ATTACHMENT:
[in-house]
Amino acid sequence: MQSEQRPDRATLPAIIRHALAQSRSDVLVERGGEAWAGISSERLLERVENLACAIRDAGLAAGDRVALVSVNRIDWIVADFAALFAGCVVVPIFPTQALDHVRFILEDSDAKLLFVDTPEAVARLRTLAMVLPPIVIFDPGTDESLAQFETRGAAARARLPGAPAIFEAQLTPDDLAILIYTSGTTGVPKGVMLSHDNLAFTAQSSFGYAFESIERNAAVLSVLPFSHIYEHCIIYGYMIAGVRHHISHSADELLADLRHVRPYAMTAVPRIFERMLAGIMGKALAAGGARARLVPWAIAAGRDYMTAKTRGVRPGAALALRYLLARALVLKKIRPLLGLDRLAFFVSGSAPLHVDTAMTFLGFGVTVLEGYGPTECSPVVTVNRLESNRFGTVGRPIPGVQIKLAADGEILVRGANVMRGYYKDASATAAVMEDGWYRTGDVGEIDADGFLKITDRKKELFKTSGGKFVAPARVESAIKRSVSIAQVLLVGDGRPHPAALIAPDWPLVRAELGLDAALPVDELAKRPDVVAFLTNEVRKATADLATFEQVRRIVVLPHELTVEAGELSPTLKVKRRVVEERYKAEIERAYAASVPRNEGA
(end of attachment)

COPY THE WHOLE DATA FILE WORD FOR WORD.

[in-house]
Amino acid sequence: MQSEQRPDRATLPAIIRHALAQSRSDVLVERGGEAWAGISSERLLERVENLACAIRDAGLAAGDRVALVSVNRIDWIVADFAALFAGCVVVPIFPTQALDHVRFILEDSDAKLLFVDTPEAVARLRTLAMVLPPIVIFDPGTDESLAQFETRGAAARARLPGAPAIFEAQLTPDDLAILIYTSGTTGVPKGVMLSHDNLAFTAQSSFGYAFESIERNAAVLSVLPFSHIYEHCIIYGYMIAGVRHHISHSADELLADLRHVRPYAMTAVPRIFERMLAGIMGKALAAGGARARLVPWAIAAGRDYMTAKTRGVRPGAALALRYLLARALVLKKIRPLLGLDRLAFFVSGSAPLHVDTAMTFLGFGVTVLEGYGPTECSPVVTVNRLESNRFGTVGRPIPGVQIKLAADGEILVRGANVMRGYYKDASATAAVMEDGWYRTGDVGEIDADGFLKITDRKKELFKTSGGKFVAPARVESAIKRSVSIAQVLLVGDGRPHPAALIAPDWPLVRAELGLDAALPVDELAKRPDVVAFLTNEVRKATADLATFEQVRRIVVLPHELTVEAGELSPTLKVKRRVVEERYKAEIERAYAASVPRNEGA